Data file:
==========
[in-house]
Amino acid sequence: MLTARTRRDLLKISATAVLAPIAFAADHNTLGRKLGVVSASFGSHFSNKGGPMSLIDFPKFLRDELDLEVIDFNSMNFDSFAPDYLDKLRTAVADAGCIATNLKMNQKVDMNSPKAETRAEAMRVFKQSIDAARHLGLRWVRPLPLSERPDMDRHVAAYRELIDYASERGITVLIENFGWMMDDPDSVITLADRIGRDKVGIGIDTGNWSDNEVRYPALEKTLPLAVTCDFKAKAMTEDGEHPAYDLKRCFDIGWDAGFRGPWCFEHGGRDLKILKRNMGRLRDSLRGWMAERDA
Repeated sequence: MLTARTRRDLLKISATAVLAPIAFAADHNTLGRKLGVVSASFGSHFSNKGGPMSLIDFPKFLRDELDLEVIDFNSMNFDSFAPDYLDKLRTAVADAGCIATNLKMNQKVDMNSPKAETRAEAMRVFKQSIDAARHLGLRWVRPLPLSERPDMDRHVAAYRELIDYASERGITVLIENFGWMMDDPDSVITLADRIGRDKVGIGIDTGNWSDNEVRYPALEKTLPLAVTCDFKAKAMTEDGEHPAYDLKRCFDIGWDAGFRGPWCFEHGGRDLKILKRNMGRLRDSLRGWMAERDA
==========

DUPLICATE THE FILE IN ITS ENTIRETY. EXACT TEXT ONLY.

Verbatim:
[in-house]
Amino acid sequence: MLTARTRRDLLKISATAVLAPIAFAADHNTLGRKLGVVSASFGSHFSNKGGPMSLIDFPKFLRDELDLEVIDFNSMNFDSFAPDYLDKLRTAVADAGCIATNLKMNQKVDMNSPKAETRAEAMRVFKQSIDAARHLGLRWVRPLPLSERPDMDRHVAAYRELIDYASERGITVLIENFGWMMDDPDSVITLADRIGRDKVGIGIDTGNWSDNEVRYPALEKTLPLAVTCDFKAKAMTEDGEHPAYDLKRCFDIGWDAGFRGPWCFEHGGRDLKILKRNMGRLRDSLRGWMAERDA
Repeated sequence: MLTARTRRDLLKISATAVLAPIAFAADHNTLGRKLGVVSASFGSHFSNKGGPMSLIDFPKFLRDELDLEVIDFNSMNFDSFAPDYLDKLRTAVADAGCIATNLKMNQKVDMNSPKAETRAEAMRVFKQSIDAARHLGLRWVRPLPLSERPDMDRHVAAYRELIDYASERGITVLIENFGWMMDDPDSVITLADRIGRDKVGIGIDTGNWSDNEVRYPALEKTLPLAVTCDFKAKAMTEDGEHPAYDLKRCFDIGWDAGFRGPWCFEHGGRDLKILKRNMGRLRDSLRGWMAERDA